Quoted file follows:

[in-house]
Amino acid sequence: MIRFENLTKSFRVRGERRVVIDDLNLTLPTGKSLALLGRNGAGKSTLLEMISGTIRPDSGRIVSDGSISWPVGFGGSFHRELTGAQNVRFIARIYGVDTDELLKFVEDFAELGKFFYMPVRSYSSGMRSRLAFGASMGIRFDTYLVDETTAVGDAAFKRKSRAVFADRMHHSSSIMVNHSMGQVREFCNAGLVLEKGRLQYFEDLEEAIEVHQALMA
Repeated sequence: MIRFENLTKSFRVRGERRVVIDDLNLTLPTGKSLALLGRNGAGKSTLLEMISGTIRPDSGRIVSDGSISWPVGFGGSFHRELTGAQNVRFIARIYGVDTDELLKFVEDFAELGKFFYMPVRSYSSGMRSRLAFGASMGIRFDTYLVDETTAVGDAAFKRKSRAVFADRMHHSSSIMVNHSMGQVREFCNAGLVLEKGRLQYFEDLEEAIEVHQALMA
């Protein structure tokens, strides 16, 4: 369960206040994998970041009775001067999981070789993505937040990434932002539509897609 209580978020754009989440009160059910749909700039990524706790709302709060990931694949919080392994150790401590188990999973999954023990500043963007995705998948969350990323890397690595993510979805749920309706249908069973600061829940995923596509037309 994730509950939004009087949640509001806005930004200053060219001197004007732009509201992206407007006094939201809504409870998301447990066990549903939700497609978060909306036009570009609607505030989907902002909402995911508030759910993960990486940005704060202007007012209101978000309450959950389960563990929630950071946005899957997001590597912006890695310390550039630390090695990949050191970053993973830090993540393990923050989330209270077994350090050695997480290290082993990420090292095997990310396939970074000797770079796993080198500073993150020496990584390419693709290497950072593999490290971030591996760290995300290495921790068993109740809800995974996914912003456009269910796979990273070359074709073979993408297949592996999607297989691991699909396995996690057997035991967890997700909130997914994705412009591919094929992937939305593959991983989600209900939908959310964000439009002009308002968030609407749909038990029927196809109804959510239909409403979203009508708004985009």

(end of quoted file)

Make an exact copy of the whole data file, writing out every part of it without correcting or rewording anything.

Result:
[in-house]
Amino acid sequence: MIRFENLTKSFRVRGERRVVIDDLNLTLPTGKSLALLGRNGAGKSTLLEMISGTIRPDSGRIVSDGSISWPVGFGGSFHRELTGAQNVRFIARIYGVDTDELLKFVEDFAELGKFFYMPVRSYSSGMRSRLAFGASMGIRFDTYLVDETTAVGDAAFKRKSRAVFADRMHHSSSIMVNHSMGQVREFCNAGLVLEKGRLQYFEDLEEAIEVHQALMA
Repeated sequence: MIRFENLTKSFRVRGERRVVIDDLNLTLPTGKSLALLGRNGAGKSTLLEMISGTIRPDSGRIVSDGSISWPVGFGGSFHRELTGAQNVRFIARIYGVDTDELLKFVEDFAELGKFFYMPVRSYSSGMRSRLAFGASMGIRFDTYLVDETTAVGDAAFKRKSRAVFADRMHHSSSIMVNHSMGQVREFCNAGLVLEKGRLQYFEDLEEAIEVHQALMA
């Protein structure tokens, strides 16, 4: 369960206040994998970041009775001067999981070789993505937040990434932002539509897609 209580978020754009989440009160059910749909700039990524706790709302709060990931694949919080392994150790401590188990999973999954023990500043963007995705998948969350990323890397690595993510979805749920309706249908069973600061829940995923596509037309 994730509950939004009087949640509001806005930004200053060219001197004007732009509201992206407007006094939201809504409870998301447990066990549903939700497609978060909306036009570009609607505030989907902002909402995911508030759910993960990486940005704060202007007012209101978000309450959950389960563990929630950071946005899957997001590597912006890695310390550039630390090695990949050191970053993973830090993540393990923050989330209270077994350090050695997480290290082993990420090292095997990310396939970074000797770079796993080198500073993150020496990584390419693709290497950072593999490290971030591996760290995300290495921790068993109740809800995974996914912003456009269910796979990273070359074709073979993408297949592996999607297989691991699909396995996690057997035991967890997700909130997914994705412009591919094929992937939305593959991983989600209900939908959310964000439009002009308002968030609407749909038990029927196809109804959510239909409403979203009508708004985009």